12. Loves the sound of his own voice
13. Never listens
14.  Reacts badly to any form of criticism 
15.  Acts and behaves like a spoilt child and/or injured prima donna 
16.  Oblivious to his irritating habits ( which are many )
17.  Deliberate and annoyingly slow
18.  Oozes smugness when luck is going his way
19.  Greets opponents with insincere politeness and false bonhomme 
20.  Name dropper of the highest order when boasting and bragging  

Sunday, 10 April 2016

     " Doctor......I don't need you to give me a ticking off......I've got
        a bridge partner who does that job very well indeed  "

Thursday, 7 April 2016


In games like chess , backgammon and go there's a one-to-one confrontation. The computer has full information of the board and pieces in play. The process of determining the best moves can be solved by decision trees , with options supported by reference to a large database of previous games , where both winning and losing moves are on record.
Bridge on the other hand would require two computers to operate independently of each other but in keeping with an agreed , albeit programmed , system card. Their understanding will therefore be in accordance with all the rules of the game , agreed conventions ,  logical deductions and mathematical/ probability analysis. What a computer pairing may never be able to achieve is table presence , intuition and an instinct for deceptive play. How can computers pick up the vibes from opponents' pauses , hesitations , moments of indecision and changes of mind ?  No matter how good the programming , computers may not be able work out what is going on when deceptive smokescreens are created by their expert opponents.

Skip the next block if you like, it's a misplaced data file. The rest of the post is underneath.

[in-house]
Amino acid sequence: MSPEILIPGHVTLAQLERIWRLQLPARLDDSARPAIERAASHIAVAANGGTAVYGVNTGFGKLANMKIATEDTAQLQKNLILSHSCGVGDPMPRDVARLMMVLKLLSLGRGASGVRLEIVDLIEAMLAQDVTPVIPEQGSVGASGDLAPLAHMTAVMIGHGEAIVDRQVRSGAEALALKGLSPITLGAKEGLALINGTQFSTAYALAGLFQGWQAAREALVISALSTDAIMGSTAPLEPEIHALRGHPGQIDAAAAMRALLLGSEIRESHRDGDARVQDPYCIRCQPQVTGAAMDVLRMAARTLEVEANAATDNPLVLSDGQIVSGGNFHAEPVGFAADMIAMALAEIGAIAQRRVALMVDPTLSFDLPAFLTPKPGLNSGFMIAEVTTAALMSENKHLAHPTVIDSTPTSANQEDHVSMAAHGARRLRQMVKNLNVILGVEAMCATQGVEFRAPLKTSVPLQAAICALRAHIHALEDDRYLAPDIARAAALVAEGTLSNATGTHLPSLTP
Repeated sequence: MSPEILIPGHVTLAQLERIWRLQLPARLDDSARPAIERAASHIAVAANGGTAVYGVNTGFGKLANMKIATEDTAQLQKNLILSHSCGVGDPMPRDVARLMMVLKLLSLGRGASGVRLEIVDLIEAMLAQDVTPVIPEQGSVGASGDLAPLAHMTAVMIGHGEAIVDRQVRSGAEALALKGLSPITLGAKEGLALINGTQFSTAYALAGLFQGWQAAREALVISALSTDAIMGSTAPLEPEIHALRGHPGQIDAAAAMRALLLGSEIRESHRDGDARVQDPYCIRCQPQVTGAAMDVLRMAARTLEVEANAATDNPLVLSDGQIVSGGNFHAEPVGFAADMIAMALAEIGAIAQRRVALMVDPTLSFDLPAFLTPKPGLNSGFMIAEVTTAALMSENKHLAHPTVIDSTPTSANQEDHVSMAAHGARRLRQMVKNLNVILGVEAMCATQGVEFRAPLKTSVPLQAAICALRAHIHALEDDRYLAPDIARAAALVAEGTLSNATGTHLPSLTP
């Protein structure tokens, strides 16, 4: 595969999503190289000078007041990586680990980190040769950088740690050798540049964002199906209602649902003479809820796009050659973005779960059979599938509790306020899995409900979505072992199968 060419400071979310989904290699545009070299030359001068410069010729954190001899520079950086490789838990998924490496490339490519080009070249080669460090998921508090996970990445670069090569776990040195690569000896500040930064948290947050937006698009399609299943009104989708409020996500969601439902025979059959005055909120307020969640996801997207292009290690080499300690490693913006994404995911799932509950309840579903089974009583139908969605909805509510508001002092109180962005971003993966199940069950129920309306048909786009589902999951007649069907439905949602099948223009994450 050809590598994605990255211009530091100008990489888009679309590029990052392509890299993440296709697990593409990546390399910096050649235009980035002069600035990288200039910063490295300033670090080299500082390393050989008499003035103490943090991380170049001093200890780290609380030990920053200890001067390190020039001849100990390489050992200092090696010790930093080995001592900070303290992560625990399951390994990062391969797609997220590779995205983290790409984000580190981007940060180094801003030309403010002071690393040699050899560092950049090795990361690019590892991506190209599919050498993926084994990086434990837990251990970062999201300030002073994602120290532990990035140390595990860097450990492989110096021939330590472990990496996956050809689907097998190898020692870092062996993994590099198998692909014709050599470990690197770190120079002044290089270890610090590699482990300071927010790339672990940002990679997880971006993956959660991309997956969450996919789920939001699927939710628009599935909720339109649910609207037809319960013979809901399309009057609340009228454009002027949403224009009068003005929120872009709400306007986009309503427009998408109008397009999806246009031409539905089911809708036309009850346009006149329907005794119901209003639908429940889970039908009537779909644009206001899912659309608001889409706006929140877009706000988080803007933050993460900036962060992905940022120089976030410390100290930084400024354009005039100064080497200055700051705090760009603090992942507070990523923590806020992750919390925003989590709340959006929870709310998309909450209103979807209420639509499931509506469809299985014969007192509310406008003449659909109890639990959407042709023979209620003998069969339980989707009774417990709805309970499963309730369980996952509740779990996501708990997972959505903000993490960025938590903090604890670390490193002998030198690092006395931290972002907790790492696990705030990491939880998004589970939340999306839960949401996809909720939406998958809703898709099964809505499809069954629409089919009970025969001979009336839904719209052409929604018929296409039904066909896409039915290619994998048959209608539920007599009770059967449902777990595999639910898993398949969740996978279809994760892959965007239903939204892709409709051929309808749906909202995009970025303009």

Indeed , when computers are hit with high level pre-empts, psyches , and/or off-center bids any decisions arrived at can be based on inaccurate data and/or false assumptions. The experts of course will possess are far greater understanding of the situation , knowing that all is not what it seems.
Playing bridge involves far too many intangibles that cannot be programmed into a computer. For instance experts know intuitively when the time is right to introduce " swinging " onto their bidding and play. Moreover , experts know how to muddy the waters to make life difficult for opponents , and when to adopt a passive or aggressive stance in bidding and/or defence. World class players have of course the ability to be imaginative , flexible and deceptive . They know how to set traps , smell rats , and to weave intricate webs of deception. Often in a well established pairing , each player develops a sixth sense as to what his/her partner is all about. This isn't cheating for it is wisdom based on years of experience. Computers are forced to rely on cold logic , and analysis based on hard facts stored in their memory banks.
Bridge they say is a game which to an extent relies on luck. Decisions often made in the absence of any information require a player to make a guess. Luck they say evens out allowing computers and humans to get the same amount. However , experts make their own luck by persuading their opponents into taking the wrong option .False carding along with other forms of deceptive play may become the only option for a defence , bereft of points , to outwit and outflank their opponents. Can computers recognize these situations at the table, or know how to spot and react to such cunning. ?